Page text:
Hearts & Minds Update
Pentagon sources said the killings began after a roadside bomb killed 20-year-old Lance Cpl. Miguel Terrazas at 7:15 a.m. on November 19 in Haditha, a city along the Euphrates River in western Iraq.
The Marines originally reported that 15 civilians also died in that blast.
But according to the Pentagon sources' account, the Marines immediately suspected four Iraqi teenagers in a taxi and fatally shot them, along with the driver, when the Marines said they failed to lie on the ground as ordered.
The hunt for the bombers then moved to a nearby house, where seven people -- including two women and children -- were killed. Then eight people, including six women, were shot and killed next door, while women in a third house were not harmed, the sources said. In a fourth house, four men were killed.Kabul riot suggests unstable Afghanistan
An early morning traffic accident in Kabul involving a US military vehicle rapidly degenerated yesterday into the worst upheaval in the Afghan capital since the fall of the Taliban, as angry protesters burned vehicles and buildings, ransacked shops and aid agencies and hurled rocks and invective at American soldiers.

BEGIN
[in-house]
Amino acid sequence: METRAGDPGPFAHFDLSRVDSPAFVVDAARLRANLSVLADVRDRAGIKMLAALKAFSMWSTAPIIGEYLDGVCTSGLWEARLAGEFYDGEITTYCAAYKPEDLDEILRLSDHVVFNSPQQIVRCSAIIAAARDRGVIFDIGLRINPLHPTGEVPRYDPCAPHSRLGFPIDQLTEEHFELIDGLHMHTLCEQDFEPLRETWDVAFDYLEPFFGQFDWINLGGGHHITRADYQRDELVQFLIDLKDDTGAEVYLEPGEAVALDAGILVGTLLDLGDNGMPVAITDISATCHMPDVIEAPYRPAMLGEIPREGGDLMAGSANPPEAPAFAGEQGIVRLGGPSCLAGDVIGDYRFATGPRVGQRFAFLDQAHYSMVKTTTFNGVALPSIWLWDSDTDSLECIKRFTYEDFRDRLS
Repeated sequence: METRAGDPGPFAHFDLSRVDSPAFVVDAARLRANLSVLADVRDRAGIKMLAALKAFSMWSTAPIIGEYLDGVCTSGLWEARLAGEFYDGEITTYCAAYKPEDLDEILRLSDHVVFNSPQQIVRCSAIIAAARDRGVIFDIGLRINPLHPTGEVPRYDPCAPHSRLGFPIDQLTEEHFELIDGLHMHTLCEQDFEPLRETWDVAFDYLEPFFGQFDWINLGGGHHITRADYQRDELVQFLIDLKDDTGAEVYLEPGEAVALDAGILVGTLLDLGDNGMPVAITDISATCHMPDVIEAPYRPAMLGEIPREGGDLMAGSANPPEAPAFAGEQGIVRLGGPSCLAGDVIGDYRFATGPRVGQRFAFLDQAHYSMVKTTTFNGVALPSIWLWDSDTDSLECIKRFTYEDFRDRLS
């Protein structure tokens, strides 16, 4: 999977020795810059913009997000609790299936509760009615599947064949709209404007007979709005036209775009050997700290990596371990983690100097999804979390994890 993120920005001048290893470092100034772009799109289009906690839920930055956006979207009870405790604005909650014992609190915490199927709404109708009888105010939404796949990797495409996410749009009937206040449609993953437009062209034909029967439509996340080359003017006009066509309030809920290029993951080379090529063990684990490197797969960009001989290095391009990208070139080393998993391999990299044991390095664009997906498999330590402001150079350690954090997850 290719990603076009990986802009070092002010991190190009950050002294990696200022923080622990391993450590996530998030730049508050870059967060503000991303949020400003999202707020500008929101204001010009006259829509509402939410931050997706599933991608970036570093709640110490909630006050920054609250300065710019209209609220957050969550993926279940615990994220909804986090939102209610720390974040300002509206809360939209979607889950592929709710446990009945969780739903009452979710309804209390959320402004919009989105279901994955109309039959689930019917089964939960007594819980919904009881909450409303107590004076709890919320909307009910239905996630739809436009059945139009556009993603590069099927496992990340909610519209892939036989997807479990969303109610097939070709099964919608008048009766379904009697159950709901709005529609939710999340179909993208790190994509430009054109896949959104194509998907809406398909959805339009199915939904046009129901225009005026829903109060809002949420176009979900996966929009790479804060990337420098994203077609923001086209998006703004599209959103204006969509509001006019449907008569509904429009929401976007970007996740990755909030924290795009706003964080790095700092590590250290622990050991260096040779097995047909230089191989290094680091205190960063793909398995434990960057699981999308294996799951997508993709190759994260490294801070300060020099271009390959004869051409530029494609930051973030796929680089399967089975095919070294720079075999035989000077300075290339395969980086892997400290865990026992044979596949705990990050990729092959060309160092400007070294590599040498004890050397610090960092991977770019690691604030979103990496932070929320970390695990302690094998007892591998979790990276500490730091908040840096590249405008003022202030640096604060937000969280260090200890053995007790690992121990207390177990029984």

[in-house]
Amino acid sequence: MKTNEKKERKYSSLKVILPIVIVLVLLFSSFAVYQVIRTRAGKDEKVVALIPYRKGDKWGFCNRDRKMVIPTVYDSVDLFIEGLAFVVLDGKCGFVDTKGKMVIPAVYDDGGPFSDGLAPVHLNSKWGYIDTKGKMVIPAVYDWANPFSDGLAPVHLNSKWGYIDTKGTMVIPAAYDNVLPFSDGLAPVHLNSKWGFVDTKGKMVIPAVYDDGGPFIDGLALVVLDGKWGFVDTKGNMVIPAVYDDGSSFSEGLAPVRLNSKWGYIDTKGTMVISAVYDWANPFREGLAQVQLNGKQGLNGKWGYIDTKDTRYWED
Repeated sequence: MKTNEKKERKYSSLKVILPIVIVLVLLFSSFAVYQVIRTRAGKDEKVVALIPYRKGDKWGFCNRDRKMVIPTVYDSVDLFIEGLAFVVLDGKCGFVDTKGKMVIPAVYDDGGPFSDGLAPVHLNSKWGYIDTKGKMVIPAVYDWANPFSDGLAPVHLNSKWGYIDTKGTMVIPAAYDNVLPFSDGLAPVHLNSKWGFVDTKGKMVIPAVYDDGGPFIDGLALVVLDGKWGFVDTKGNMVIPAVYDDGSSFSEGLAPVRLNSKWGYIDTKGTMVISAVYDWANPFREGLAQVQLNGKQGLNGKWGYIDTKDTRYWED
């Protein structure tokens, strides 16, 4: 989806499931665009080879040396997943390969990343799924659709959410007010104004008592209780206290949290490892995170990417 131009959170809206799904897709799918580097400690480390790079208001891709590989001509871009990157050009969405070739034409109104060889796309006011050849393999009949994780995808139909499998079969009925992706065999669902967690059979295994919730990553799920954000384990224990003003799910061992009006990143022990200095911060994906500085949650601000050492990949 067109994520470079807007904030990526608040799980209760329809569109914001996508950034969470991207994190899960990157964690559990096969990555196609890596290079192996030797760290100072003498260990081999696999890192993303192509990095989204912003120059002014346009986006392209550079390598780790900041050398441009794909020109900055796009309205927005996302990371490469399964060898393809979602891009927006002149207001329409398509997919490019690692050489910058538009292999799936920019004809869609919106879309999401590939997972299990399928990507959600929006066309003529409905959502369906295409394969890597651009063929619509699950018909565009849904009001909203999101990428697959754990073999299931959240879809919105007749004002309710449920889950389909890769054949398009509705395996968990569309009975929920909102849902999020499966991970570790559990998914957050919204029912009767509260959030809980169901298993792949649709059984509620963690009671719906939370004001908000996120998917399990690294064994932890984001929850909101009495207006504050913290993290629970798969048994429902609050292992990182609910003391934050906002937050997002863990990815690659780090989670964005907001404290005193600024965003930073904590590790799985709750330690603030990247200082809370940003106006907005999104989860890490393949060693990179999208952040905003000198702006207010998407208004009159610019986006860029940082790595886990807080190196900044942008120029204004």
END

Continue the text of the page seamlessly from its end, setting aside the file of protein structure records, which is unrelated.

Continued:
By the time the authorities imposed a rare night-time curfew in the normally peaceable capital, eight people had been killed and more than 100 injured. The upheaval was a shock to a city long considered an oasis of security, and a serious blow to the authority of the president, Hamid Karzai, who is struggling to contain an escalating insurgency in the south.
It was also an alarming day for an American military, already battling large-scale violence in Iraq and squaring up to an emboldened and nuclear-minded Iran. Now the future of Afghanistan, often trumpeted as a triumph for US foreign policy, is coming under increasing scrutiny.